Hindsight by rhhgrt
It had all happened so quickly; she wasn’t even quite sure of how it had happened. One minute she was looking for her husband, and the next she was dead. Gone.
She wasn’t a content departed soul, She was a pissed off departed soul.
She had a kid; a new kid, not an old one. If he was older it may have hurt less when she left him, because at least he would have had time to get to know his parents. But no, not now, not after both of them had managed to get themselves killed within five minutes of each other.
What upset her the most about this whole sordid affair was that her mother had been right. She had been right in telling her not to go to the battle. She had been right in telling her that it was too dangerous for her of all people to be in the same general vicinity of Bellatrix for an extended period of time. And she had been right when she had implied that Nymphadora did not have the skill to take on Bellatrix.
And now, due to her inability to listen to her mother, she was dead. And what’s more, her son was orphaned. And, her dad was dead as well, which left her mother alone. With a three month old.
How could she have done something so stupid? Hell, she wasn’t yet entirely sure of what had just happened, let alone how she had let it happen.
She remembered stalking feverishly through the halls of Hogwarts, hoping at every step to be rewarded by the sight of her husband; she had no longer cared about fighting, she just wanted to find Remus.
It had been the tapestry. That damn bloody tapestry. Someone should take those bloody things down; the way they hid corridors, and people, was downright hazardous.
“Someone should do something about that,” she muttered to herself before realizing just how ridiculous that was.
Well, it was true after all; those tapestries could provide dangerous hiding places for people, people like her homicidal maniac of an aunt, for instance.
She buried her head in her hands. How could she have not been expecting that? Had she really been that unaware of her surroundings?
“How the hell did I manage to pass my Auror Qualification Exams?” she thought to herself. She then chided herself for thinking of such ridiculous things at a time like this.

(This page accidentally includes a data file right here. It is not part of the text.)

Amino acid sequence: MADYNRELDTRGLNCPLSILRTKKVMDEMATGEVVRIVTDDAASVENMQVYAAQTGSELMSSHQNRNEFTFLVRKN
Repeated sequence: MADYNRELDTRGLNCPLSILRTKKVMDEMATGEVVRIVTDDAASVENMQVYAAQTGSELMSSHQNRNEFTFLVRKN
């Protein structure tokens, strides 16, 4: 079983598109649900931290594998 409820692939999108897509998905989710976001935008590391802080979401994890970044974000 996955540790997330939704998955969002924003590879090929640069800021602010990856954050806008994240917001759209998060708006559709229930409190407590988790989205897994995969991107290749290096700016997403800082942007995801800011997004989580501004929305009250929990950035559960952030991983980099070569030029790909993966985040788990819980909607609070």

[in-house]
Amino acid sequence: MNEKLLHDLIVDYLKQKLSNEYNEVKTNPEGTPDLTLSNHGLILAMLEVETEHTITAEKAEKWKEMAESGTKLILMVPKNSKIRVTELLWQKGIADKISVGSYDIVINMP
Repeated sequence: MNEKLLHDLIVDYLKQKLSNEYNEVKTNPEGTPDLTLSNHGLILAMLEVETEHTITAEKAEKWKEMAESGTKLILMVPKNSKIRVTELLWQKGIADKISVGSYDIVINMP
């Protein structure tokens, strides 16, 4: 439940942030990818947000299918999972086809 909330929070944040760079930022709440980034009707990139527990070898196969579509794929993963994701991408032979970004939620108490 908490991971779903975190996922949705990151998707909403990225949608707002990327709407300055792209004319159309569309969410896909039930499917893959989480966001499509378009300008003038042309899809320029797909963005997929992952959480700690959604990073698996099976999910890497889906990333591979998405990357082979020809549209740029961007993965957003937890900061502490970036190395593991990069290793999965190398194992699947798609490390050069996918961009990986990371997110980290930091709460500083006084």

She tried to take a deep, calming breath. It didn’t work. She then took another one. Three or four calming breaths later, she was had finally reached a level of calm which allowed her to go over what had just happened in a semi-coherent manner.
Alright, so, Bellatrix had been lurking behind the tapestry, and she had failed to notice because she was so caught up in looking for Remus. Then, she had been about three steps down the corridor—or was it four steps? Who cared?-the number of steps she had been past the tapestry didn’t matter.
Anyhow she had been—a couple of steps—past the tapestry when she heard that voice. Her voice. God how she hated that voice.
“How did mum put up with that cow for seventeen years anyway?” she asked herself, before realizing that she was once again focusing on the more unimportant aspects of the fiasco.
She forced herself once more into focus.
Bellatrix had come out from behind the tapestry and had said…something. What had she said? It seemed as if it was some sort of vital detail, but she couldn’t even begin to remember it. Well, whatever it was the she had said, the sound of Bellatrix’s voice made her freeze in her footsteps. The voices of Death Eaters weren’t supposed to make Aurors freeze in their footsteps.
She had stood frozen there, in the corridor, a couple of steps past the tapestry, when Bellatrix spoke once more. This time she remembered the words.
Those two words were so full of command and authority that she hadn’t been able to keep herself from turning around and staring with dread into those hateful eyes; it was almost as though she was under the Imperius Curse, although she knew that wasn’t the case.
She turned and stared into those almost black eyes. The woman’s face was alight with a spiteful, vindictive smile, and she was taking slow, measured steps to the place where her niece stood, glued to the floor.
“Such an obedient little girl,” Bellatrix said in a mocking tone of voice, coming so close that their faces nearly touched. “Your mummy seems to have taught you obedience very well.”
Bellatrix’s mention of her mother bought her back to her senses on a certain level; because she then heard herself mumble “Don’t you talk about my mother.”
She winced to herself through the sound of Bellatrix’s mocking laughter; that retort had seemed weak and pathetic, even to her own ears.
“Don’t you talk about my mother!” Bellatrix mocked, her voice assuming a high, dreadful baby-ish tone.
At that moment, she hated Bellatrix more than ever. She wanted to take her wand and strike that woman down where she stood. But she couldn’t. She couldn’t lift her wand arm to cast the curse. Her mind was too blank to even summon the power she would have needed to cast said curse.
Bellatrix smirked once more, knowing that she was winning this little battle.
“I’m surprised that mummy let her little baby come out to play tonight. After all, she must have known that big, scary Bella would be here waiting for you,” she said, still with that horrible baby voice.
What killed her—both in the moment and in her miserable present—was that Bellatrix had been right; her mother had warned her against going and she hadn’t listened.